New York, August 20, 2014--The Committee to Protect Journalists condemns the Afghan government's decision to expel and ban New York Times correspondent Matthew Rosenberg from the country. The country's attorney general accused Rosenberg today of publishing a story "considered divisive and contrary to the national interest, security and stability of Afghanistan," according to the New York Times. Rosenberg was ordered to leave the country within 24 hours. The move would mark the first public expulsion of a Western journalist since the fall of the Taliban in 2001, the report said.

August 20, 2014 12:02 PM ET

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Statements   |   Afghanistan

New York Times reporter barred from leaving Afghanistan

New York, August 19, 2014--The Committee to Protect Journalists is alarmed by reports today that Afghan authorities have banned New York Times correspondent Matthew Rosenberg from leaving the country, according to news reports. Rosenberg is based in Kabul and Washington. His most recent story, published on Monday, alleged that some Afghan officials were threatening to seize power in the country if the impasse in recent presidential elections was not resolved. Rosenberg told CPJ via Twitter today that the attorney general's spokesman informed him of the travel ban after first communicating the news to the local news channel Tolo.

August 19, 2014 12:02 PM ET

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Alerts   |   China

Chinese journalist dismissed after writing on Hong Kong news website

New York, July 22, 2014--The Committee to Protect Journalists is concerned by the recent termination of a Chinese journalist from a monthly magazine after he wrote for a Hong Kong website. Song Zhibiao's dismissal marks the first publicized case of its kind following recent directives by the Chinese government that bar journalists from cooperating with foreign news agencies, according to The New York Times.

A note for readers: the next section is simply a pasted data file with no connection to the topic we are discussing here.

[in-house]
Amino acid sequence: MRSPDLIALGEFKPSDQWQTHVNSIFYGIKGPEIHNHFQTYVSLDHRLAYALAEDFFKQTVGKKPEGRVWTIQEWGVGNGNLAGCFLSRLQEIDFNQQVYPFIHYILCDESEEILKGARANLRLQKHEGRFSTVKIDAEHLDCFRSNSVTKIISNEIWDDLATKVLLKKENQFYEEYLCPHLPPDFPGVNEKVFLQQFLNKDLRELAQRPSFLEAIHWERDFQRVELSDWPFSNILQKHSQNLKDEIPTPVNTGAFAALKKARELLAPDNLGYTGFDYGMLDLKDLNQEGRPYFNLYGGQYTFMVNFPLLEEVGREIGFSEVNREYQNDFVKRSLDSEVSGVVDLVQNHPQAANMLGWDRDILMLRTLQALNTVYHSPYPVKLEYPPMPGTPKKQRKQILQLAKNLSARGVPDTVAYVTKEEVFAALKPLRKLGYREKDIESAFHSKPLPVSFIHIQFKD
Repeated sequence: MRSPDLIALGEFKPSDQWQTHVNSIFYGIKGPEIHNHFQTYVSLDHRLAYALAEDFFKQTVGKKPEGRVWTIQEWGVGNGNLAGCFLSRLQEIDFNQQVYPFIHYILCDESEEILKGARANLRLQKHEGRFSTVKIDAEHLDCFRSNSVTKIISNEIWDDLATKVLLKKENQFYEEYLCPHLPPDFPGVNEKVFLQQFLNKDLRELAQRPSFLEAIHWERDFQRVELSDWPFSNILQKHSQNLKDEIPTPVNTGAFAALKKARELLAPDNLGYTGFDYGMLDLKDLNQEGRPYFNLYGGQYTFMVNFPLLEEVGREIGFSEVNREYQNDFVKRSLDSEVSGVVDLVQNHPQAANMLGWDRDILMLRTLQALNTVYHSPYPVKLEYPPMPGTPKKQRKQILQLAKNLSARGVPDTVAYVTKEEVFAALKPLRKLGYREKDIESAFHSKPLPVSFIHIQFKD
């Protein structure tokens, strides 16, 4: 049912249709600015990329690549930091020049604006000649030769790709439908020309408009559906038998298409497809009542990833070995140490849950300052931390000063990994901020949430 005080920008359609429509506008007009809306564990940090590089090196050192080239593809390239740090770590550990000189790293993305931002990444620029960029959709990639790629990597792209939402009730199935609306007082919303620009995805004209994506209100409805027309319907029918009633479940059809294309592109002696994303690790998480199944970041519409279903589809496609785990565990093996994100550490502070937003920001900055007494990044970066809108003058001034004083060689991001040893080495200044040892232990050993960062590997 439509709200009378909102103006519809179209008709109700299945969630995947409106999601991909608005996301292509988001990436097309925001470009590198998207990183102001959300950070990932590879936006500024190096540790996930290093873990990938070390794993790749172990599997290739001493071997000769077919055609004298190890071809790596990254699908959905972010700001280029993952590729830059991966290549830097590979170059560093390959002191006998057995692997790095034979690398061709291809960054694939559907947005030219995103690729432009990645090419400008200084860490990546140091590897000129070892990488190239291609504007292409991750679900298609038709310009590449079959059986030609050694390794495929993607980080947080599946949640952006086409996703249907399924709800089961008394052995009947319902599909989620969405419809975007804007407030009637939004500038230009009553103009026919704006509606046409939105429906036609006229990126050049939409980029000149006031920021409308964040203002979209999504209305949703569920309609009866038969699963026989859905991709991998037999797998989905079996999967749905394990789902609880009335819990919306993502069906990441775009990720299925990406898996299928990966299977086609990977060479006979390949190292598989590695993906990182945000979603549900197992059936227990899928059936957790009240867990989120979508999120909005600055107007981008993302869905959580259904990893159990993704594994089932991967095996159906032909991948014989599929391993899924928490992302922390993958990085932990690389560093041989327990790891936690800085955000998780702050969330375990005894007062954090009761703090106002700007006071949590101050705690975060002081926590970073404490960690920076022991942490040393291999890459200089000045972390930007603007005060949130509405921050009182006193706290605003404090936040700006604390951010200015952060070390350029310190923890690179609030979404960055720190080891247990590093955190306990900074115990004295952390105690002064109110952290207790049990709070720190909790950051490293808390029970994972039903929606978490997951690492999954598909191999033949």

Statements   |   USA

CPJ commends U.S. Supreme Court decision requiring warrant for cellphone searches

San Francisco, June 25, 2014--The Committee to Protect Journalists welcomes today's unanimous ruling by the U.S. Supreme Court that held that law enforcement officials need search warrants to search the mobile phones of individuals they arrest. The court found that the data found in cellphones should be protected from routine inspection, news reports said.

June 25, 2014 1:50 PM ET

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Blog   |   USA

Obama transparency record remains unimpressive

President Obama speaks during the White House Correspondents' Association dinner in Washington on May 3. (AP/Jacquelyn Martin)

Nearly seven months ago, CPJ published its first in-depth report on press freedom in the United States, concluding that the Obama administration's aggressive prosecution of leakers of classified information, broad surveillance programs, and moves to stem the routine disclosure of information to the press meant that the president had fallen far short of his campaign promise to have the most open government in U.S. history. What's changed since? A quick survey of recent events suggests not much.